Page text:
The film opens as a father watches home movies of a sweet baby boy who grows into a happy toddler before our eyes. He grows into a little boy and then a middle-schooler. As we watch the boy play and clown for the camera, his father describes him, but somberly and (we slowly come to realize) in past tense. We immediately recognize the worst and know this film is not going to soft-pedal the issue of bullying.
Lee Hirsch’s documentary Bully brings human scale to this much-discussed issue. It’s an unflinching look at how bullying has touched five kids and their families. Filmed over the course of the 2009/2010 school year, Bully opens a window onto the pained and often endangered lives of bullied kids. It’s a remarkable and intimate peek into the lives of real kids—at home and at school—in a brave exploration of various communities’ efforts and failures to confront or effectively deal with this problem.
For example, we meet 12-year-old Alex and get to see him at home with his parents, at school, on his school bus, and even at his bus stop, where neighborhood boys who should be his friends threaten him, forbidding him to even look at them. Later, Alex’s father encourages him to “punch back” at the kids who hit him on the school bus, as if the solution was an easy one. Viewers get to see the big picture of Alex’s life and just how complete and all-enveloping this world of intimidation is.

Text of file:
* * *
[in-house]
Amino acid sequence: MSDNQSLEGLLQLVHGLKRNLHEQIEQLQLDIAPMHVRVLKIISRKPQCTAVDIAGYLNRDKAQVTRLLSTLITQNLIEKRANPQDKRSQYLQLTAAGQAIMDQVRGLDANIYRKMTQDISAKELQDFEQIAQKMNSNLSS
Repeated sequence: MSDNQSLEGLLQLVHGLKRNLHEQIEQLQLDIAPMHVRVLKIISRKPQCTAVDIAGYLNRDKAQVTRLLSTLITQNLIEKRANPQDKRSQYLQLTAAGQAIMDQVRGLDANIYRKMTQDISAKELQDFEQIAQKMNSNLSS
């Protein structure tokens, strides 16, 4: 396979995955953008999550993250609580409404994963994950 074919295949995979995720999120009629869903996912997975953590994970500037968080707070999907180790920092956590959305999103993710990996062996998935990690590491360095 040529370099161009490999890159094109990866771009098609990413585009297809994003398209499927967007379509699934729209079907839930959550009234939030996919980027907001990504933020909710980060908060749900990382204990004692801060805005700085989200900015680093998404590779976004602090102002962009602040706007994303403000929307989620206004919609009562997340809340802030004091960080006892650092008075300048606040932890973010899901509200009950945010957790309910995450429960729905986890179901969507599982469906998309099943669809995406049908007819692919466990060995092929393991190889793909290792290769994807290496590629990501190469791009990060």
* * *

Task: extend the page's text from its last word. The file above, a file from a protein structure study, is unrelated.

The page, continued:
Bully documents the responses of teachers and administrators to aggressive behaviors that defy “kids will be kids” clichés. I admire the schools’ willingness to open their doors to scrutiny, but it’s frustrating to see a school principal order a bully to shake the hand of his victim. No great surprise when the bully is fine with it, but the victim flinches at the idea. The principal criticizes the victimized boy for failing to accept the “apology.” It would seem that the system—including life at home—continually puts the onus on the victim to either fight back or completely avoid contact with the bully, either “solution” reducing the life of the victim to a sad, lonely one.